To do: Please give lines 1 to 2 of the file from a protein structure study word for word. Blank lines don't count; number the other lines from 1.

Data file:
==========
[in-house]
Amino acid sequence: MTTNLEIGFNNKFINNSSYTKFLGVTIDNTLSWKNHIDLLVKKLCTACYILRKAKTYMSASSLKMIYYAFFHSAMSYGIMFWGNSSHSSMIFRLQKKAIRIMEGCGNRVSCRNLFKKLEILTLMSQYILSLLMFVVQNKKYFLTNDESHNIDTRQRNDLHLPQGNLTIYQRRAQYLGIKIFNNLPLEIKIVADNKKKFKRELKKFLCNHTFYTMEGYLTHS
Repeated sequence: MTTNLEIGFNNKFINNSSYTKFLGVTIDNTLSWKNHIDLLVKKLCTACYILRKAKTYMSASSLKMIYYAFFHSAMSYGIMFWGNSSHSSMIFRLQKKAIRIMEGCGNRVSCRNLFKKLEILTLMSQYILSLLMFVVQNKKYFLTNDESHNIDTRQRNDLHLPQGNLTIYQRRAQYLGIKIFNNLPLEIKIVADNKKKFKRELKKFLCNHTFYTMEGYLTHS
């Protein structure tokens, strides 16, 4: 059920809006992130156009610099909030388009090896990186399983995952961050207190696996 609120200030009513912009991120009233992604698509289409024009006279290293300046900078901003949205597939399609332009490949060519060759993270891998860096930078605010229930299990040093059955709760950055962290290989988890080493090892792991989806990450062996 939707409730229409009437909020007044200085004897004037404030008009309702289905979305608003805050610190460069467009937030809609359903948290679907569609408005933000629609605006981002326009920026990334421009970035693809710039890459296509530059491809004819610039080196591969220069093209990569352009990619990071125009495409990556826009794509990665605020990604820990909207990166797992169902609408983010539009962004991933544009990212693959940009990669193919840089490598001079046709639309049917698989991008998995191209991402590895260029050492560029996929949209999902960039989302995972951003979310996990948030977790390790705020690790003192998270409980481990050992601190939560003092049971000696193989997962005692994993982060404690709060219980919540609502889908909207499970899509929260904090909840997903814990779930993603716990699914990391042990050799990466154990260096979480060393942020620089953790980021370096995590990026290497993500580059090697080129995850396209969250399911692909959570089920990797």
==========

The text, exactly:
[in-house]
Amino acid sequence: MTTNLEIGFNNKFINNSSYTKFLGVTIDNTLSWKNHIDLLVKKLCTACYILRKAKTYMSASSLKMIYYAFFHSAMSYGIMFWGNSSHSSMIFRLQKKAIRIMEGCGNRVSCRNLFKKLEILTLMSQYILSLLMFVVQNKKYFLTNDESHNIDTRQRNDLHLPQGNLTIYQRRAQYLGIKIFNNLPLEIKIVADNKKKFKRELKKFLCNHTFYTMEGYLTHS